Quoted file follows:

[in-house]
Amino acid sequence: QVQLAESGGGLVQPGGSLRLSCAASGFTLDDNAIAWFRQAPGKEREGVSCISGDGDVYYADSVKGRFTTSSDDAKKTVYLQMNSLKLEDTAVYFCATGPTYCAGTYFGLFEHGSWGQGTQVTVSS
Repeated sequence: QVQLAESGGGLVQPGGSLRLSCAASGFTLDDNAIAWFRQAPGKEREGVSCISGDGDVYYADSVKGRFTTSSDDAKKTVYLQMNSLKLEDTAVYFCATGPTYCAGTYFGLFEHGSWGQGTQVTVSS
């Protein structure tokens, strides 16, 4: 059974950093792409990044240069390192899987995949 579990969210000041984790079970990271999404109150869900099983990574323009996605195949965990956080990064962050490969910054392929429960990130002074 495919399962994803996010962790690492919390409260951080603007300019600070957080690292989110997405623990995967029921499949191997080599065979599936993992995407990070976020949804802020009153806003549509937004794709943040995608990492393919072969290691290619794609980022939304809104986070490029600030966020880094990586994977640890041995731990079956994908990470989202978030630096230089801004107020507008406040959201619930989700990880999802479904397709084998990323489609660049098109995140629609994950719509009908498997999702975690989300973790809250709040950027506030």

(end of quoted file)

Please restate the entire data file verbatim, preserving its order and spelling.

[in-house]
Amino acid sequence: QVQLAESGGGLVQPGGSLRLSCAASGFTLDDNAIAWFRQAPGKEREGVSCISGDGDVYYADSVKGRFTTSSDDAKKTVYLQMNSLKLEDTAVYFCATGPTYCAGTYFGLFEHGSWGQGTQVTVSS
Repeated sequence: QVQLAESGGGLVQPGGSLRLSCAASGFTLDDNAIAWFRQAPGKEREGVSCISGDGDVYYADSVKGRFTTSSDDAKKTVYLQMNSLKLEDTAVYFCATGPTYCAGTYFGLFEHGSWGQGTQVTVSS
């Protein structure tokens, strides 16, 4: 059974950093792409990044240069390192899987995949 579990969210000041984790079970990271999404109150869900099983990574323009996605195949965990956080990064962050490969910054392929429960990130002074 495919399962994803996010962790690492919390409260951080603007300019600070957080690292989110997405623990995967029921499949191997080599065979599936993992995407990070976020949804802020009153806003549509937004794709943040995608990492393919072969290691290619794609980022939304809104986070490029600030966020880094990586994977640890041995731990079956994908990470989202978030630096230089801004107020507008406040959201619930989700990880999802479904397709084998990323489609660049098109995140629609994950719509009908498997999702975690989300973790809250709040950027506030």